Overstock to buy Bed Bath & Beyond’s intellectual property

Keywords Bankruptcy / Retailers
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Overstock.com plans to acquire Bed Bath & Beyond’s intellectual property and other digital assets for $21.5 million, in line with its original bid for the bankrupt retailer’s assets, according to court documents filed Thursday.

The deal—which covers Bed Bath & Beyond’s brand name, business data and digital assets but excludes its brick-and-mortar stores—must still be approved by New Jersey’s bankruptcy court at a hearing on Tuesday. Overstock, based in Midvale, Utah, sells furniture and home decor at discount prices.

Additionally, two backup bidders were selected for specific brands: JOWA Brands for Bed Bath & Beyond’s Wamsutta brand, and Ten Twenty Four for Beyond.com. Buy Buy Baby, an infant-goods retailer owned by Bed Bath & Beyond, will be auctioned separately on June 28, CNBC reported.

Bed Bath & Beyond confirmed in a statement Thursday that Overstock was selected as the winning bidder. Overstock did not immediately respond to a request for comment.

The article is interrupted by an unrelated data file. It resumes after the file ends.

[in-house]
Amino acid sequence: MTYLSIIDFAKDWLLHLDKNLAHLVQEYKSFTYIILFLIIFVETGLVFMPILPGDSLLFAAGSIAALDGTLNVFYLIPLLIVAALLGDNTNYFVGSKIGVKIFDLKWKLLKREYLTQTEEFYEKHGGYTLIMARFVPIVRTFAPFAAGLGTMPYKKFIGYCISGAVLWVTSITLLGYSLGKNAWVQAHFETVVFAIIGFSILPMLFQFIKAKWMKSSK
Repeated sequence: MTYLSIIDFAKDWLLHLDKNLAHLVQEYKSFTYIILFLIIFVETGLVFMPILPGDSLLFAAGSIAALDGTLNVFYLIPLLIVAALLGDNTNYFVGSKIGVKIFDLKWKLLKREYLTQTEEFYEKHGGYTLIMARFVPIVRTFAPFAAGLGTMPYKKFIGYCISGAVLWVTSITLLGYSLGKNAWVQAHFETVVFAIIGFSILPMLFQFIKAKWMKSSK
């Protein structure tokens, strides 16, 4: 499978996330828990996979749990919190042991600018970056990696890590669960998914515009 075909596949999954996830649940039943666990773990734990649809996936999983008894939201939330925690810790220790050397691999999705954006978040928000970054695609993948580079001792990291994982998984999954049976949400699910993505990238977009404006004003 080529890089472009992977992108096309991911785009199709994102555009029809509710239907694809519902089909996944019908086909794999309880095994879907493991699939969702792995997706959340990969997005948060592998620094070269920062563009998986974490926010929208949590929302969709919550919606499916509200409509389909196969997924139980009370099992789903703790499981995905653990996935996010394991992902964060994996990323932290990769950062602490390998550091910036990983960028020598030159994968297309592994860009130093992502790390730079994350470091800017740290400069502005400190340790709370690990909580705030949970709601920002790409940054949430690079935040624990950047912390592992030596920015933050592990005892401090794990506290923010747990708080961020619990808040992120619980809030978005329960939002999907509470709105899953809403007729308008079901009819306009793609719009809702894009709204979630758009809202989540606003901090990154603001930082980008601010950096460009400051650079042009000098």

In late April, the troubled chain filed for Chapter 11 bankruptcy amid plunging sales, a tanking share price and competition from retailers offering their own home goods, including Wayfair, Amazon and Target. The company said it would close all of its stores by the end of June, including stores in Carmel, Noblesville and Greenwood.

The retailer’s downfall was also marked by other missteps, such as a $1 billion stock buyback in 2021 that left the company short on cash.

In January, it reported a $393 million quarterly loss that pushed fiscal year-to-date losses to more than $1.1 billion. Later that month, it said that it would be unable to pay back a $550 million loan from JP Morgan and another $375 million from Sixth Street. At that point, it had already closed 150 stores and planned to close dozens more.

But more fundamentally, the 52-year-old retailer’s decline can be traced to its fading relevance to consumers, according to analysts.

Overstock in April reported a net loss of $10 million in the first quarter of 2023. At the time, Overstock CEO Jonathan Johnson insisted the company still had a strong cash position “to deploy new strategies to drive growth” despite an “uncertain” economic and consumer environment. He added the company would lean into its core brand value of “quality and style for less.”

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